By Ryan Yousefi
By Chuck Strouse
By Terrence McCoy
By Terrence McCoy
By Terrence McCoy
By Michael E. Miller
By Kyle Munzenrieder
By Michael E. Miller
None of this swayed Connecticut Sen. Joseph Lieberman, a frequent critic of Hollywood's moral compass. In a public letter to MTV parent company Viacom, Lieberman accused the network of gross irresponsibility in not "informing viewers that the performer of the stunt was wearing protective clothing." The senator insisted that MTV either substantially alter or "cancel this exploitative and degrading show."
Despite its move to a later broadcast time, and the addition of extensive warnings after each commercial break, Jackass's youthful insouciance began to falter. A contrite-looking Knoxville opened one episode being solemnly interviewed by MTV News's Kurt Loder. He delivered a heartfelt plea to viewers that they not attempt anything they were about to see.
"We just lost all our momentum," Knoxville says of this period. "The way Washington came down on us, we weren't going to be able to do the show like we had been doing." He pauses, apparently still bothered by the memory, and then concludes sharply: "I quit. I was done." MTV only learned that Jackass's 25th episode was its last by reading Knoxville's frustrated comments in a Tennessee newspaper.
That would seem to have been the end of the Jackass story. But three months later Knoxville's phone rang. "Spike Jonze and Jeff Tremaine called me about doing a 90-minute version of the show -- just one nutty idea after another," he relates, growing visibly animated as he recounts the moment. "We'd get an R rating. It was wide open! The energy was so high because we could do whatever we wanted! It was PG-13 for TV, but this would be realR."
The project was approved with this sly comment from MTV Films senior vice president David Gale: "We're all going to hell."
Knoxville recalls a preproduction session in which he and his cohorts learned about the digital videocameras they would use to shoot the movie. "Oh, that poor bastard giving us a tutorial on working the cameras," he remembers. "We're sitting around the room punching each other, flicking each other's ears, giving each other wedgies. He just real forlornly said, 'All my life I've wanted to make a film, and you guys are making a film.' It was great! He was so bummed they gave the cameras to idiots."
Or at least idiot savants. "The film looks just as shitty as the TV show," Knoxville continues, "but the cast and crew all have a certain spirit. We're like a band that can't play our instruments well, but we mean it. We make mistakes, but we mean it."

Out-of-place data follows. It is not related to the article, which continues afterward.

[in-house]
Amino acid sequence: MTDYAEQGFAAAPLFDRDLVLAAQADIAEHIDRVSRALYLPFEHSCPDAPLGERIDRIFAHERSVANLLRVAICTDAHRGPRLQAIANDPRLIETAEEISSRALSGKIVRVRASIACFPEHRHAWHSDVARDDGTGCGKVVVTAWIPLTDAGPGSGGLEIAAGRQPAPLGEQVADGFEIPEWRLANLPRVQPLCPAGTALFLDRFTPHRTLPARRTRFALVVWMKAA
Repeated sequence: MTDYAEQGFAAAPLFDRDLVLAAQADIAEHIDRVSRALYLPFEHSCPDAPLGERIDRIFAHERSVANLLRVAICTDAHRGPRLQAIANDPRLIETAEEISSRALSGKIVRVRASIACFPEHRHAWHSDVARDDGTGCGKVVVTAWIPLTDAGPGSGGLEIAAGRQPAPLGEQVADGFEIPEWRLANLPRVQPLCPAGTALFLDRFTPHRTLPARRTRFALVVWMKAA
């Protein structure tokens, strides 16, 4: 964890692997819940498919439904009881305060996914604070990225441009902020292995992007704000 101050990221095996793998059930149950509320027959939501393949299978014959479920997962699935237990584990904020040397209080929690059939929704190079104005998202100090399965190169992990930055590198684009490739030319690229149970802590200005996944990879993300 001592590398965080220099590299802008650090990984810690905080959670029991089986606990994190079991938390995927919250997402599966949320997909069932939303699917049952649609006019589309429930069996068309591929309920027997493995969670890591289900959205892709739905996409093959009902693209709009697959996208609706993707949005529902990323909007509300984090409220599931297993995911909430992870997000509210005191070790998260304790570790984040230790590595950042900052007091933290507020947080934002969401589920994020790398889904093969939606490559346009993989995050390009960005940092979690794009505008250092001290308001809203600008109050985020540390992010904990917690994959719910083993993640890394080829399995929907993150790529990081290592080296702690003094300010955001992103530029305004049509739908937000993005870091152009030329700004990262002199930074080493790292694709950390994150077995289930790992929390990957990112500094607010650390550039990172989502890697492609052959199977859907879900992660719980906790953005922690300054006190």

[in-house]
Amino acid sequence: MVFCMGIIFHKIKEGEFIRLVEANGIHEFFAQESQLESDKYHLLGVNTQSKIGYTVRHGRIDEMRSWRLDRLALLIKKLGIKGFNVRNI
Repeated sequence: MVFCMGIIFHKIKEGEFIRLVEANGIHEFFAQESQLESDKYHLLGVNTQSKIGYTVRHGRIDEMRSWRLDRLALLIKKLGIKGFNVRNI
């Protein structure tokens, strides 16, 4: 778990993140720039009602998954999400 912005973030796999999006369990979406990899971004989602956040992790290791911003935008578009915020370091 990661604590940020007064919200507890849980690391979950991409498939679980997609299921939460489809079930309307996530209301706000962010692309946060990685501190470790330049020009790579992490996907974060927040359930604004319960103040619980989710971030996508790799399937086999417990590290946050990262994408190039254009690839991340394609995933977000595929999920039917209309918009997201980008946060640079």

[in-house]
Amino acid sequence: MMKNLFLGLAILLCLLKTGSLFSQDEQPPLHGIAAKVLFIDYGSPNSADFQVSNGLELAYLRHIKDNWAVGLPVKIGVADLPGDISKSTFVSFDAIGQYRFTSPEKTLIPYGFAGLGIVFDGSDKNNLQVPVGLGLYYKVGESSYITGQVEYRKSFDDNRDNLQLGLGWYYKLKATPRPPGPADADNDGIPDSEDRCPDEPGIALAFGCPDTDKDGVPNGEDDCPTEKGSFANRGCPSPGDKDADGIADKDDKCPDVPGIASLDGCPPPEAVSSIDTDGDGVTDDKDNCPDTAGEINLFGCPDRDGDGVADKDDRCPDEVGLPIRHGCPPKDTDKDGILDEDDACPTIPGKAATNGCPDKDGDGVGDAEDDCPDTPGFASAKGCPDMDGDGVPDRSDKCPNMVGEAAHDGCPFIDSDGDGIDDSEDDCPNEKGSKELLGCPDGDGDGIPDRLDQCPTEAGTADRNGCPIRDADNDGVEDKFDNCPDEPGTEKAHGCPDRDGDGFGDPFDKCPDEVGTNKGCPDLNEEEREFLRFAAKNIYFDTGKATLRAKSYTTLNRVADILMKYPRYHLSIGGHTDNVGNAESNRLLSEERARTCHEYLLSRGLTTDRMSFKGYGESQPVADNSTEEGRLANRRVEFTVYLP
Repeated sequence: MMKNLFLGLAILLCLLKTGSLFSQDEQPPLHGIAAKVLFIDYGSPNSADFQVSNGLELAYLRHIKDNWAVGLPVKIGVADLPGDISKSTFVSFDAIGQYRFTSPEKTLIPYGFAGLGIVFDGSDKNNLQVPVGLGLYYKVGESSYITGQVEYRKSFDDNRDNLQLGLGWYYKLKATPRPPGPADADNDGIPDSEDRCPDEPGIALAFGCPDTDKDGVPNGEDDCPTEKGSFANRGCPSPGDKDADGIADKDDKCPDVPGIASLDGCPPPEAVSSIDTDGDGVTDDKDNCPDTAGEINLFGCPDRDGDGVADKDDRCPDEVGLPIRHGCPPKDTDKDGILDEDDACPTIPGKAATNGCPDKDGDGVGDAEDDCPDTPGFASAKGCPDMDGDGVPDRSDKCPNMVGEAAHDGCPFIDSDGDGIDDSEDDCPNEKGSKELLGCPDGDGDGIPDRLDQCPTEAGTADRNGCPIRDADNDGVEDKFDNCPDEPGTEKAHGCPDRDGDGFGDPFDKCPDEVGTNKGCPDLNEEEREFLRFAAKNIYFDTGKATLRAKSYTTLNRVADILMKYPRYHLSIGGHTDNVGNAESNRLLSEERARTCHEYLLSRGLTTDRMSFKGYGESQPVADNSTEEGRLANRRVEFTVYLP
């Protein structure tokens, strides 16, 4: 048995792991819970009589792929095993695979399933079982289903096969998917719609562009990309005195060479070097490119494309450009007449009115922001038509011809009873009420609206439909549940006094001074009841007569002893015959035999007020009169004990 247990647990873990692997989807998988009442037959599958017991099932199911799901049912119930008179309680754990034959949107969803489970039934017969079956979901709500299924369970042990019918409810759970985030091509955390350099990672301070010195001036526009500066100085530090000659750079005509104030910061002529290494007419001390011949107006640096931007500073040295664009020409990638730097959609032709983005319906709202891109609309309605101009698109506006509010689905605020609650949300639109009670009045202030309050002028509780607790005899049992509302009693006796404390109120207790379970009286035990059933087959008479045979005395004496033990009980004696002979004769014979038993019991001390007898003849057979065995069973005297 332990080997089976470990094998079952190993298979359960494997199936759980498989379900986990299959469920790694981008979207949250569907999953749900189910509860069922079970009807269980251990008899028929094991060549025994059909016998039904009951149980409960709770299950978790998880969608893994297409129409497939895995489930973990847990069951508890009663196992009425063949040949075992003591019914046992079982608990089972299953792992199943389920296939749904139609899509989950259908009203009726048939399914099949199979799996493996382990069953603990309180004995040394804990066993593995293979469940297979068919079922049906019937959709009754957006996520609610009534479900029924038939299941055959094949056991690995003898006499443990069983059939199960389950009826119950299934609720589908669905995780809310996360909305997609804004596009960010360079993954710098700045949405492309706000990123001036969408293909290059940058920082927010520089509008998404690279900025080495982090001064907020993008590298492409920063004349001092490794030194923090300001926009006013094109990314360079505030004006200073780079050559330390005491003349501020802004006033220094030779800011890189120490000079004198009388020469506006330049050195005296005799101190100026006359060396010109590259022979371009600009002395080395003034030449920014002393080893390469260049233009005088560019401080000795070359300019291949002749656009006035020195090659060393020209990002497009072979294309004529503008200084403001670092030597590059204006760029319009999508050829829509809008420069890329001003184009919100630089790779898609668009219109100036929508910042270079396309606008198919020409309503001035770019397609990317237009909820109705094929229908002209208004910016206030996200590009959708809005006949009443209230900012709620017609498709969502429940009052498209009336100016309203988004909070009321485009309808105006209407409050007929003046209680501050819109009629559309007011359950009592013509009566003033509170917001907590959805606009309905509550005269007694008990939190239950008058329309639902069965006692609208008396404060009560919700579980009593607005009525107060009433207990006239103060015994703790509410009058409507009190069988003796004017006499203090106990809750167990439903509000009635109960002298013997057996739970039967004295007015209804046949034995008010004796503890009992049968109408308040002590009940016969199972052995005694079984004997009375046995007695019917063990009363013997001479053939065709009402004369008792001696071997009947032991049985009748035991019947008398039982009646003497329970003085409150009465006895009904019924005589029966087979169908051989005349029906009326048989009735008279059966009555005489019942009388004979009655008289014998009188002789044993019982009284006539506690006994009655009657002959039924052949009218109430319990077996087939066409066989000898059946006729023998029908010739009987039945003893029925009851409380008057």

The howls of protest over Jackass's leap from MTV to the big screen aren't coming from lawmakers this time. Instead it's the film critics and cultural pundits who are agonizing over Knoxville's box-office success. The Los Angeles Times's Manohla Dargis conceded the movie was often "embarrassingly funny," but added that "it's unclear why anyone would shell out money to watch a bunch of guys run around in their underwear puking up their guts and, in one explicitly visible instance, soiling their underwear." Moreover Dargis tut-tutted the film's inherent chauvinistic infantilism: "Did I mention that you don't see any women doing this sort of thing?"
A.O. Scott in the New York Times took a similar tack, comparing Jackassto "a documentary version of Fight Club, shorn of social insight, intellectual pretension, and cinematic interest." Yet he still had to admit that it provoked "a spasm of revulsion that mutates into shocked, involuntary laughter ... I assume no responsibility for what happens if you see this film, especially if you have a good time."
The New York Post's Lou Lumenick dispensed with any ambivalence, calling it the worst movie of the year, a label exceeded only by Variety editor in chief Peter Bart, who termed Jackass"the worst movie ever." In a heated "open letter" to the industry his publication serves, Bart sounded a gross-out call to arms, warning that "the ratings board is going to feel the heat. The studios will buckle. Worst of all, the audiences out there may get turned off." Harkening back to the comedic golden age of Preston Sturges and Billy Wilder, he couldn't help but note that "from a technical standpoint, [Jackass] would embarrass even a freshman at film school."
Obviously Bart didn't take the time to quiz any actual film students. At Wesleyan University, recently deemed the nation's "hot show-biz alma mater" by Vanity Fair, the reaction to Jackass has been far from negative. "The very mention of the name Jackass reduces my students to giggles," reports Wesleyan assistant film professor Lisa Dombrowski. And yes, several of these budding auteurs have already embarked on their own Jackass-inspired film projects. Moreover, the Los Angeles Times' Dargis may need to re-evaluate her feminist critique.
"The film's opening weekend, I had more women who saw Jackass than men," Dombrowski says. "Part of the appeal is definitely Johnny Knoxville. He's very attractive -- if you happen to go for that Lower East Side hipster look. But there's also something exhilarating about watching people completely let loose of all their inhibitions, disregarding pain, fear, embarrassment, revulsion -- being willing to do anything. That's true whether you're male or female. You can get downright giddy watching these people in Jackass, even if you think it's really stupid."